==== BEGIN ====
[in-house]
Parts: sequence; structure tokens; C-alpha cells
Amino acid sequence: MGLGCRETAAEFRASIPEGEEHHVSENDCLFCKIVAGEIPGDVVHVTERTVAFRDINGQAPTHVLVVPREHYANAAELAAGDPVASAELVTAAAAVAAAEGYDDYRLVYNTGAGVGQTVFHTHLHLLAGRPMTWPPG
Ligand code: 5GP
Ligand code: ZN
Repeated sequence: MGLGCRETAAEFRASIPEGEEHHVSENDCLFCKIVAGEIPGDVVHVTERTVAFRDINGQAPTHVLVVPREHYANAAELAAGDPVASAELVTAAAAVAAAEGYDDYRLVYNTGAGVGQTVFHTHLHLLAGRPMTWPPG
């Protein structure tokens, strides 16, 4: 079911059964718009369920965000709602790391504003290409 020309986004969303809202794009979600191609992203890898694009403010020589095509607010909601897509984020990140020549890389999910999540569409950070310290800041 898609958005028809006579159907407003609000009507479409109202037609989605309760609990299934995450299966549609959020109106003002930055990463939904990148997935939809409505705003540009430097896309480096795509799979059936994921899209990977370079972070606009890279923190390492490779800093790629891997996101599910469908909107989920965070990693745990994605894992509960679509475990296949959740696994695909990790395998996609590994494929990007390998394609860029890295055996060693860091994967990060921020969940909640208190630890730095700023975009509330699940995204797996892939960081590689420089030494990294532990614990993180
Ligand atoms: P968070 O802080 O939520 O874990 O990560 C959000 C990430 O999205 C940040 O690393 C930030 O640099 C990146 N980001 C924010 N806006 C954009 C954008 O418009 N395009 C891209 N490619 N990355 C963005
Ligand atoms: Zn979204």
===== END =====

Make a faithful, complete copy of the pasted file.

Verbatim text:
[in-house]
Parts: sequence; structure tokens; C-alpha cells
Amino acid sequence: MGLGCRETAAEFRASIPEGEEHHVSENDCLFCKIVAGEIPGDVVHVTERTVAFRDINGQAPTHVLVVPREHYANAAELAAGDPVASAELVTAAAAVAAAEGYDDYRLVYNTGAGVGQTVFHTHLHLLAGRPMTWPPG
Ligand code: 5GP
Ligand code: ZN
Repeated sequence: MGLGCRETAAEFRASIPEGEEHHVSENDCLFCKIVAGEIPGDVVHVTERTVAFRDINGQAPTHVLVVPREHYANAAELAAGDPVASAELVTAAAAVAAAEGYDDYRLVYNTGAGVGQTVFHTHLHLLAGRPMTWPPG
């Protein structure tokens, strides 16, 4: 079911059964718009369920965000709602790391504003290409 020309986004969303809202794009979600191609992203890898694009403010020589095509607010909601897509984020990140020549890389999910999540569409950070310290800041 898609958005028809006579159907407003609000009507479409109202037609989605309760609990299934995450299966549609959020109106003002930055990463939904990148997935939809409505705003540009430097896309480096795509799979059936994921899209990977370079972070606009890279923190390492490779800093790629891997996101599910469908909107989920965070990693745990994605894992509960679509475990296949959740696994695909990790395998996609590994494929990007390998394609860029890295055996060693860091994967990060921020969940909640208190630890730095700023975009509330699940995204797996892939960081590689420089030494990294532990614990993180
Ligand atoms: P968070 O802080 O939520 O874990 O990560 C959000 C990430 O999205 C940040 O690393 C930030 O640099 C990146 N980001 C924010 N806006 C954009 C954008 O418009 N395009 C891209 N490619 N990355 C963005
Ligand atoms: Zn979204």